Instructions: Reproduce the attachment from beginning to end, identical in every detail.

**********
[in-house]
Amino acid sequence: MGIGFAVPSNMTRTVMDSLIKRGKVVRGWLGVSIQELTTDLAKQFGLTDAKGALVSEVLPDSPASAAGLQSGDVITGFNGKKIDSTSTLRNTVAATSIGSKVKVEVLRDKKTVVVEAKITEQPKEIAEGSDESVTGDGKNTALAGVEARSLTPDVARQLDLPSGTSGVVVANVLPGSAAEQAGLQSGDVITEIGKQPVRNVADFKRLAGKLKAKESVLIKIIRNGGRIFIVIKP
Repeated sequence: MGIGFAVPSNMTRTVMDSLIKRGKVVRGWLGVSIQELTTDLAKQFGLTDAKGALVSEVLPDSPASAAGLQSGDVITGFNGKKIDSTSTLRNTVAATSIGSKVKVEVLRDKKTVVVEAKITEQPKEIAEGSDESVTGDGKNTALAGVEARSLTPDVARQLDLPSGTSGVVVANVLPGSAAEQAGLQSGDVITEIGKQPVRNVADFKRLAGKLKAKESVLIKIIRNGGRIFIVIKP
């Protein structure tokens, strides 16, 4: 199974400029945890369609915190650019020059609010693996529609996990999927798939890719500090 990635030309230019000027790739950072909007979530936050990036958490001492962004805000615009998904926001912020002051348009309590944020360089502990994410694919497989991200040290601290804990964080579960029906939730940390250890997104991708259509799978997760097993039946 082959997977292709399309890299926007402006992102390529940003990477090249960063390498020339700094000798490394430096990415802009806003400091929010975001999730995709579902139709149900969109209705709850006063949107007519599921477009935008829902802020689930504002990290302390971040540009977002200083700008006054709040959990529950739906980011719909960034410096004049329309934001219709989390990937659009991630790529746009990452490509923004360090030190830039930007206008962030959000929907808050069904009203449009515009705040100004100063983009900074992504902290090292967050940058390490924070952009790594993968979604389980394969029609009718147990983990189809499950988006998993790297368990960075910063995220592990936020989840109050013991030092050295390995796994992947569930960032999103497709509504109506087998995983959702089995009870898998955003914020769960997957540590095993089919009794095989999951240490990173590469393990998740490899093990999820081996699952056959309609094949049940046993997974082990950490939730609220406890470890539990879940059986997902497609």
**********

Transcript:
[in-house]
Amino acid sequence: MGIGFAVPSNMTRTVMDSLIKRGKVVRGWLGVSIQELTTDLAKQFGLTDAKGALVSEVLPDSPASAAGLQSGDVITGFNGKKIDSTSTLRNTVAATSIGSKVKVEVLRDKKTVVVEAKITEQPKEIAEGSDESVTGDGKNTALAGVEARSLTPDVARQLDLPSGTSGVVVANVLPGSAAEQAGLQSGDVITEIGKQPVRNVADFKRLAGKLKAKESVLIKIIRNGGRIFIVIKP
Repeated sequence: MGIGFAVPSNMTRTVMDSLIKRGKVVRGWLGVSIQELTTDLAKQFGLTDAKGALVSEVLPDSPASAAGLQSGDVITGFNGKKIDSTSTLRNTVAATSIGSKVKVEVLRDKKTVVVEAKITEQPKEIAEGSDESVTGDGKNTALAGVEARSLTPDVARQLDLPSGTSGVVVANVLPGSAAEQAGLQSGDVITEIGKQPVRNVADFKRLAGKLKAKESVLIKIIRNGGRIFIVIKP
């Protein structure tokens, strides 16, 4: 199974400029945890369609915190650019020059609010693996529609996990999927798939890719500090 990635030309230019000027790739950072909007979530936050990036958490001492962004805000615009998904926001912020002051348009309590944020360089502990994410694919497989991200040290601290804990964080579960029906939730940390250890997104991708259509799978997760097993039946 082959997977292709399309890299926007402006992102390529940003990477090249960063390498020339700094000798490394430096990415802009806003400091929010975001999730995709579902139709149900969109209705709850006063949107007519599921477009935008829902802020689930504002990290302390971040540009977002200083700008006054709040959990529950739906980011719909960034410096004049329309934001219709989390990937659009991630790529746009990452490509923004360090030190830039930007206008962030959000929907808050069904009203449009515009705040100004100063983009900074992504902290090292967050940058390490924070952009790594993968979604389980394969029609009718147990983990189809499950988006998993790297368990960075910063995220592990936020989840109050013991030092050295390995796994992947569930960032999103497709509504109506087998995983959702089995009870898998955003914020769960997957540590095993089919009794095989999951240490990173590469393990998740490899093990999820081996699952056959309609094949049940046993997974082990950490939730609220406890470890539990879940059986997902497609």